The Fat Lady of Saliagos (also known as The Naked Lady of Saliagos) is the oldest known Cycladic sculpture.
It is a marble figure from the Aegean Neolithic period discovered on the tiny islet of Saliagos between the Greek islands of Paros and Antiparos.
The figure dates from about 5000 to 4000 BC and is the oldest known Cycladic sculpture. The figure is missing its head and left shoulder.
It was found during the excavations of Saliagos in the 1960s and it currently resides in the Archaeological Museum of Paros.
The oldest known Cycladic sculpture and her home on Saliagos
Just 500 meters to the north of Antiparos lies Saliagos, an islet of inestimable historical value and natural beauty.
The islet has a length of 100 metres (from north to south) and a width of 50 metres (east to west). During the Neolithic Period, the level of the sea was at least six metres lower than today, and Saliagos was a peninsula on the isthmus that linked Antiparos to its bigger brother Paros.
Known to history lovers the world over owing to the archaeological findings made there, this islet was home to the oldest known settlement in the Cyclades, some 5,300 years ago.
According to archaeologists, humankind started settling in the Cycladic islands at the beginning of the Late Neolithic Period, on the islet of Saliagos, which lies 500 metres from Antiparos.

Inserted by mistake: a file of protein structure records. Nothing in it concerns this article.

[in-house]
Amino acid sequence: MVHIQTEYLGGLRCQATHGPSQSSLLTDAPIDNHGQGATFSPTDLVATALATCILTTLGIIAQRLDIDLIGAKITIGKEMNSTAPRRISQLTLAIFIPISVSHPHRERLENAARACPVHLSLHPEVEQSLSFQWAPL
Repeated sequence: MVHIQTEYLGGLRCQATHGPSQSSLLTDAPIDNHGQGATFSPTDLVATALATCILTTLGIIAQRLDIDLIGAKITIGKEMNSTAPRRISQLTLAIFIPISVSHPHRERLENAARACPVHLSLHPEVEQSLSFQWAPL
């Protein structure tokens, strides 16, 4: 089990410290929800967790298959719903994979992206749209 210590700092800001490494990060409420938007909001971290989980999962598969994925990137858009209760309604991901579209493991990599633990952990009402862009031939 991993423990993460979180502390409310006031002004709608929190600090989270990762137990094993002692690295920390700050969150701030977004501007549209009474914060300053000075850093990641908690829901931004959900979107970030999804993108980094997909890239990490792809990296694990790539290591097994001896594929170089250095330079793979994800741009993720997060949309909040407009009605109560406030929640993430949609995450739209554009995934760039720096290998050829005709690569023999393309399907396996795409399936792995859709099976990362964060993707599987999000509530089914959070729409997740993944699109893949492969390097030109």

The settlement of Saliagos, traces of which were first located in 1961 by Nikolaos Zafeiropoulos, superintendent of antiquities, and brought to light by British archaeologists John Evans and Colin Renfrew in 1964, covers the entire islet and dates to at least the end of the 5th millennium BC approximately.
It was composed of rectangular dwellings with stone foundations, which were surrounded by a wall. The task of constructing a defensive wall demands a coordinated collective effort, a fact that proves that in the Cyclades they had already begun the process that would lead later—during the Early Bronze Age—to the foundation of cities.
The inhabitants of the settlement constructed their tools and arrowheads from obsidian. It seems, in fact, that the processing of obsidian took place to a much greater extent than that which local needs could account for; this indicates that the settlement of Saliagos constituted a centre for the processing of and trade in obsidian from Milos.
Its inhabitants were also involved in fishing, livestock-raising, the cultivation of cereals, pottery-making and basket-weaving.
Spoons made out of mussels, several hoes and tools made out of bones, vases and figurines have also been found on the islet.
Most of the vases unearthed in Saliagos resemble fruit bowls. They are made of dark clay and have a white linear decoration, are open, with an outline that is straight, curved or angled, and have a flat base or, more often, a tall support.
No sites of the so-called ‘Saliagos Civilization’ have survived. Very few facts are known about both the society and the religious convictions of these people, as well as about their origin.